Life in rural Ireland, two generations ago

Life in rural Ireland, two generations ago Walter Macken at home in his native Galway.
The Bogman

by Walter Macken [1952] (Modern Irish Classics/New Island Books, €11.95)

Walter Macken may be a familiar name to some of our readers. In the 1960s, he was a hit author, with a best-selling trilogy of historical novels, and before that he was a successful actor and playwright with the Abbey Theatre. Knowing this, New Island Book’s decision to reprint his works as part of a ‘Modern Irish Classics’ series makes sense, to introduce him to new generations of Irish readers.

Their choice of novel, however, is strange. The Bogman, Macken’s fourth novel and one of the plethora of Irish ‘misery memoirs’, bares the markings of an ideological rather than an artistic choice. His vision of a stifling, irrational rural village in the 1950s fits nicely with our preconceptions, but does little to make reading the book an inviting prospect.


Set in the fictional village of Caherlo in the west of Ireland, it recounts the travails of Cahal – an intelligent, good-looking orphan, recently released from an industrial school to return to his tyrannical grandfather, who turfed him out originally. Just 16 when he returns, the novel spans 14 years, as Cahal falls out with everyone in the community, with the exception of a few good-looking young women. (It’s likely his various affairs with them led to the book’s ban shortly after being released.)

Irish artists down through the years have devoted their time to demonstrating the stifling nature of rural Ireland – John Millington Synge and Patrick Kavanagh in Tarry Flynn are two others who jump to mind. If Macken’s portrayal of rural communities is accurate then it’s no surprise that they did so. When Caherlo’s men arise to cast Cahal out of the community, they are characterised as one, black, lumpen mass, the worst kind of irrational mob.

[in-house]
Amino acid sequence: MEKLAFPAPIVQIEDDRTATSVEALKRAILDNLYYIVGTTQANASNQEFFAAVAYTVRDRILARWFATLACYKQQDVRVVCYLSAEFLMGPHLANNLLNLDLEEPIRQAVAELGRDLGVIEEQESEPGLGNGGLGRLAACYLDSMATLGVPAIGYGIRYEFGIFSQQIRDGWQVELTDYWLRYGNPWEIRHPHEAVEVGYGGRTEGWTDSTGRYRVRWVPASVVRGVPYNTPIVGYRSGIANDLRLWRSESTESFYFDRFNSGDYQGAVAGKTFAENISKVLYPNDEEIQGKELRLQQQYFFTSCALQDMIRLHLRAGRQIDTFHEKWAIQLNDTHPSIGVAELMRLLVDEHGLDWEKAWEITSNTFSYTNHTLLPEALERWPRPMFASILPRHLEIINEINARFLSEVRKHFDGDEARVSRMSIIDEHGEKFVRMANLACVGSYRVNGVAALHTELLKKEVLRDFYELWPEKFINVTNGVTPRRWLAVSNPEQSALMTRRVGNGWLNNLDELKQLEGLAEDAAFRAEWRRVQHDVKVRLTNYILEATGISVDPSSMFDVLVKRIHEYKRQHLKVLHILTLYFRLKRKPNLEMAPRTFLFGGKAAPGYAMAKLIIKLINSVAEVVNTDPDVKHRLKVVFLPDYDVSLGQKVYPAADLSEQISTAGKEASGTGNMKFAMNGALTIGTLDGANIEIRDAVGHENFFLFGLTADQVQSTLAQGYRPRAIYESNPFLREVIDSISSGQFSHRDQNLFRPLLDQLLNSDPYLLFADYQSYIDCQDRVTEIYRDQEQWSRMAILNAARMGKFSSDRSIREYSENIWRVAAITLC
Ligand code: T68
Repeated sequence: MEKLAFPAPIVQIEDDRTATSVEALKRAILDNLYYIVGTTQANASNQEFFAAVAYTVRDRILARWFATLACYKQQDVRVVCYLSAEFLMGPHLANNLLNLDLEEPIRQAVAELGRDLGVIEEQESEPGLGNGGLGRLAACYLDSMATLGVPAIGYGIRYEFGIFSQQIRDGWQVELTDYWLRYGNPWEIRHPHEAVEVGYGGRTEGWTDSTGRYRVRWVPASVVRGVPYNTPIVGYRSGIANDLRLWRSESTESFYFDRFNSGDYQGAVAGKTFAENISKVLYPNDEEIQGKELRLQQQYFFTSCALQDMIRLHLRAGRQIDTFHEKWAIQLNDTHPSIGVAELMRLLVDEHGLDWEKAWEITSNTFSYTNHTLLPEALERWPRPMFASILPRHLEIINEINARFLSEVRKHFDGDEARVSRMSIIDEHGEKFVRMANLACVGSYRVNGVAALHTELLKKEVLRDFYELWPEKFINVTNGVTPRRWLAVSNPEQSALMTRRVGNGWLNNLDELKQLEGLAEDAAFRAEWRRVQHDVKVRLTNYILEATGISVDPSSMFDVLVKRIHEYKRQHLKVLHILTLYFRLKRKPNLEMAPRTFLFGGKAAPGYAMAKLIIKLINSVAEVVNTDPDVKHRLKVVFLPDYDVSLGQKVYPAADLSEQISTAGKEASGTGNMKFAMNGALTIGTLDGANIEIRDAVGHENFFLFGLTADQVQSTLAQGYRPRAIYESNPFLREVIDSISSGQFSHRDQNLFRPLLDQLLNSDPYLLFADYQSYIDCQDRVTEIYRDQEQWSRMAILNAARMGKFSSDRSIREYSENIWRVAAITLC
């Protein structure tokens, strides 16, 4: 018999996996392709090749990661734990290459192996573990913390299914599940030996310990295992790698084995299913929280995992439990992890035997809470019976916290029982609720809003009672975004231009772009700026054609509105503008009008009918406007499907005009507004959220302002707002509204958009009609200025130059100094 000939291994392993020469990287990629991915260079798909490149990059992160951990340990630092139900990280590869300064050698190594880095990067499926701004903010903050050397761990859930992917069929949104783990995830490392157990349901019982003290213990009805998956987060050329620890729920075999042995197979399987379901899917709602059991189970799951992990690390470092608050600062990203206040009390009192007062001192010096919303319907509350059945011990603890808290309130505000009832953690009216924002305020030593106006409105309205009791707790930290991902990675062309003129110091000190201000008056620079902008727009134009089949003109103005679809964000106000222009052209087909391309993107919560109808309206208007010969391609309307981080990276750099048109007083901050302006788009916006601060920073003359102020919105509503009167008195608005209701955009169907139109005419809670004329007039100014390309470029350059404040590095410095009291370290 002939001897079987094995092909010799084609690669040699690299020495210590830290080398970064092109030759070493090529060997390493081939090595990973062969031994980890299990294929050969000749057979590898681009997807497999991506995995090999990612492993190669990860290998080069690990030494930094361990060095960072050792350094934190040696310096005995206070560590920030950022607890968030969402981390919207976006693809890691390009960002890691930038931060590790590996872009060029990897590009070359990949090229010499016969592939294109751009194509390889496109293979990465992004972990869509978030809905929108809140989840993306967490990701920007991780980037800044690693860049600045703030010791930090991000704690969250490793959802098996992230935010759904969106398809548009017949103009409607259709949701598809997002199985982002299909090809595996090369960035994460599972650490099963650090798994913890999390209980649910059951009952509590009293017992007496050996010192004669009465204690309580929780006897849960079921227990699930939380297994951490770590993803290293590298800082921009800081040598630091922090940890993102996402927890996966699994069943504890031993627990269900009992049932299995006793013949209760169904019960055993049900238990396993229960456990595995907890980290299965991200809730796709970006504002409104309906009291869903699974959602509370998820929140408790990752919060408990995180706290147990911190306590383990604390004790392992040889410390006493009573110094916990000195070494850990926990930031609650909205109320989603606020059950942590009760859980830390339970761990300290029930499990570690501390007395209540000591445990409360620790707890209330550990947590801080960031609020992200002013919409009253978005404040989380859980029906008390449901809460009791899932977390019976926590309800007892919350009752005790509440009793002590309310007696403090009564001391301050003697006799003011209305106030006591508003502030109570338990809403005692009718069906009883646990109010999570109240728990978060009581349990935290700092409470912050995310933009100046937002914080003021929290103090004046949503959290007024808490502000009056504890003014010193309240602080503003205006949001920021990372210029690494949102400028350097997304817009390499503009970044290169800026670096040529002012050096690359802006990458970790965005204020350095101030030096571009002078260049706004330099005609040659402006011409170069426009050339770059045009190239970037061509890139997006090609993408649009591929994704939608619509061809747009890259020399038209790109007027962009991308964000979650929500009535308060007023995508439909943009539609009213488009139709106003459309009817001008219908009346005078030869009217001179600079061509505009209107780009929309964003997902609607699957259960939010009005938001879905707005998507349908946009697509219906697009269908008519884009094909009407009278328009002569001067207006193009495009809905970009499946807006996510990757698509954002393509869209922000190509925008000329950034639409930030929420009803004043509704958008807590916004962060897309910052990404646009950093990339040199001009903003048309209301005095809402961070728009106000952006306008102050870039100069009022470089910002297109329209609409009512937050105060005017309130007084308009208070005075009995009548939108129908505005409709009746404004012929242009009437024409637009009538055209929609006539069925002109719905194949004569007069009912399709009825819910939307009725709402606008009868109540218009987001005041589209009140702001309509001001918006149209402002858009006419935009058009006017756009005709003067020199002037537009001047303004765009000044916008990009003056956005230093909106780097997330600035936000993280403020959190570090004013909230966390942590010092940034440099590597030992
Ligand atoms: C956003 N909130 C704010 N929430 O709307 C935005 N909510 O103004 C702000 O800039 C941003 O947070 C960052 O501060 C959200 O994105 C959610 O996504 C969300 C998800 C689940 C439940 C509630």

This depiction, it would seem, results from a chasm of understanding between the man of artistic sensibility and his subjects, who unfortunately have no literary skill in rising to their own defence. It also seems a conflict between modern and pre-modern sensibilities. Cahal – and presumably Macken – shows little sympathy for their pride or sense of self, inimically tied up as it is with their community. To him, they are ultimately the oppressors, unable to recognise or accept his individuality. For him, freedom comes when communal ties are severed and man is his own master.

The issue is that Cahal, having misunderstood when he first arrived the need to stand up for himself in order to thrive in the community, compounds his error by then deliberately and successively tweaking the noses of his neighbours. It’s hard to have much sympathy for him, however hard Macken works to create it.

And he does work hard – the plot-twists tip over into melodrama towards the end and the book becomes almost a page-turning pot boiler. For instance, when Cahal rescues a man – Jamesy – from a river, but not the man’s father, Jamesy turns on him, accusing Cahal of effectively killing his father. It’s the kind of clumsy device necessary to ensure there’s not one friend left for Cahal, that we might better sympathise with his plight.

The pity is, Macken can clearly write. His sentences are short and fluid, while the dialogue often has a musicality to it. He brings to life with tender the care the landscape, so that at times it is like a painting and at others a poem. There are smatterings of humour and passages – such as Cahal rescuing Jamesy from a river made swollen and turbid by heavy rains – that are exciting.

So, while this book is not the best way “in” to his works, there was enough evidence of his skill in it to pique my curiosity in Macken. Almost despite the book, he is now an author I’d like to read more of.